Globally, counterfeit medication is a major issue for public health and international trade, not to mention a threat to the bottom line of any pharmaceutical company. Thousands of people worldwide die every year from ingesting fake drugs — and it costs the pharmaceutical industry between $70 billion and $200 billion per year in lost profits, by various estimates.
In 2015, Interpol seized 20.7 million fake and illicit medicines during a mere week-long operation, spotlighting the heart of the issue: The rate at which counterfeit products enter the supply stream is untenable, and pharma manufacturers must find ways to identify and extricate those counterfeit products more quickly.
The key challenge lies in maintaining a drug’s “connectivity” throughout its journey, even through sterilization or other necessary harsh environmental conditions, so as to create an accurate, accessible log of data about a drug’s every move.
Supply Chain Risk: A Brief History
Before getting into possible solutions, it may be useful to outline the sources of risk. Counterfeit risks arise mainly as products move between various stages and layers of a highly complex global supply chain. Each layer in the process degrades visibility and creates the opportunity for counterfeits, including products with the wrong active ingredient or fake packaging, to enter the distribution network.
The first move to address this risk, in the 1980s, was by using packaging security via holograms. In the 2000s, new ink technology such as invisible and color-shifting products came of age, as well as laser-readable printing. These technologies were difficult to copy when they first arrived, but counterfeiters eventually found a way to replicate the techniques.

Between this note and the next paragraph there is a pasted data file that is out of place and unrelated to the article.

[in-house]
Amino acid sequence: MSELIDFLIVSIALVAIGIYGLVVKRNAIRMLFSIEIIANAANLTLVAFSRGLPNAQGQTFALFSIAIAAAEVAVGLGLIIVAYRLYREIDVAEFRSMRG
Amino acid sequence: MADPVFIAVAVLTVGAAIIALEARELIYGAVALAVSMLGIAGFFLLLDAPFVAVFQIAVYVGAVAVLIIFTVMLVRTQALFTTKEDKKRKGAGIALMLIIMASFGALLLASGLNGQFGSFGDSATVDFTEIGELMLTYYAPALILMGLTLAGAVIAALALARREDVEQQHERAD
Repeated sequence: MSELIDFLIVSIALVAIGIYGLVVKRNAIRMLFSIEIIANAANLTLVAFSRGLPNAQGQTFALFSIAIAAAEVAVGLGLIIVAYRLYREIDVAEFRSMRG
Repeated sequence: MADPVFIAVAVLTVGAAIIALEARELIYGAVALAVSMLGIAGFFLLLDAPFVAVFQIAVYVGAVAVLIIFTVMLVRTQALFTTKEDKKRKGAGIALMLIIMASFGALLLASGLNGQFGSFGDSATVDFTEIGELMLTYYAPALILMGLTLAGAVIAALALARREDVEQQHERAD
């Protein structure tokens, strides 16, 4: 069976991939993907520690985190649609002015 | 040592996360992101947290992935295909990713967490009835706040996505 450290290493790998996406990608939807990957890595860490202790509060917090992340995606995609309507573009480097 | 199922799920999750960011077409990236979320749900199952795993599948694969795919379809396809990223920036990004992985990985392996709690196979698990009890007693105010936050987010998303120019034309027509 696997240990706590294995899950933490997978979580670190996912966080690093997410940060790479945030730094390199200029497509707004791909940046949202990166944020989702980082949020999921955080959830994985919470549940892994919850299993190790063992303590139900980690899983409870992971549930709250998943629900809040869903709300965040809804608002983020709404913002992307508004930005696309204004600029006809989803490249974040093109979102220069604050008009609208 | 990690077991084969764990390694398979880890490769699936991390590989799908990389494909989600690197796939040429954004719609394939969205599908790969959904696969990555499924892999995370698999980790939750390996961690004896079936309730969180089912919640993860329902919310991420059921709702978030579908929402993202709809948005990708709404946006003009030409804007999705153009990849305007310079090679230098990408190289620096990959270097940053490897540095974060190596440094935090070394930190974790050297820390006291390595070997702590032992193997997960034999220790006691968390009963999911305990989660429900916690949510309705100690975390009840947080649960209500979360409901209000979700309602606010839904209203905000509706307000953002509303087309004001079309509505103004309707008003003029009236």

Many pharmaceutical companies then experimented with simple RFID tags, barcodes and other technologies designed to track and authenticate drugs between manufacture and patient. Still others worked to develop on-dose or on-product security as a complement to packaging security. Also called “edible bar codes,” this is a promising technology but has a number of additional regulatory implications to work through since it is an ingestible part of the drug.
Is the IoT Infrastructure a Salvation to Thwart Counterfeiters?
The emergence of Internet of Things (IoT) technologies indeed have the potential to provide safer, more complete track and trace methods as drugs flow through the supply chain. When you connect an asset, in this case a drug bottle, you conceivably make it visible wherever it goes, and can thus pinpoint supply chain leaks or enforce chain-of-custody controls through authorized channels and parties.
However, large barriers stand in the way of a full-scale IoT ecosystem. Connectivity standards — particularly cross-border interoperability — are still a muddy issue; the IT infrastructure build-out alone requires heavy time and financial investment, and the “consumable” costs of connectivity and sensor devices are not trivial.
Moreover, as we’ve seen more and more, there are inherent cybersecurity issues in an “always on” IoT architecture. Connected devices have become an exploitable gateway into enterprise networks, and can grant hackers access not just to data, but also to the controls of physical systems.
Turning Drugs Into ‘Smart Assets’
The digitized asset approach is to allow individual products to maintain and share their own digital storyline from manufacture, to distribution, to maintenance.
The strategy has taken hold in industries like aviation, where every flyable part on an airliner now carries its own digital signature such that on-the-ground crews know exactly how long the part has flown and what kind of operational events it has been through, to ensure proper and exact maintenance and replacement routines.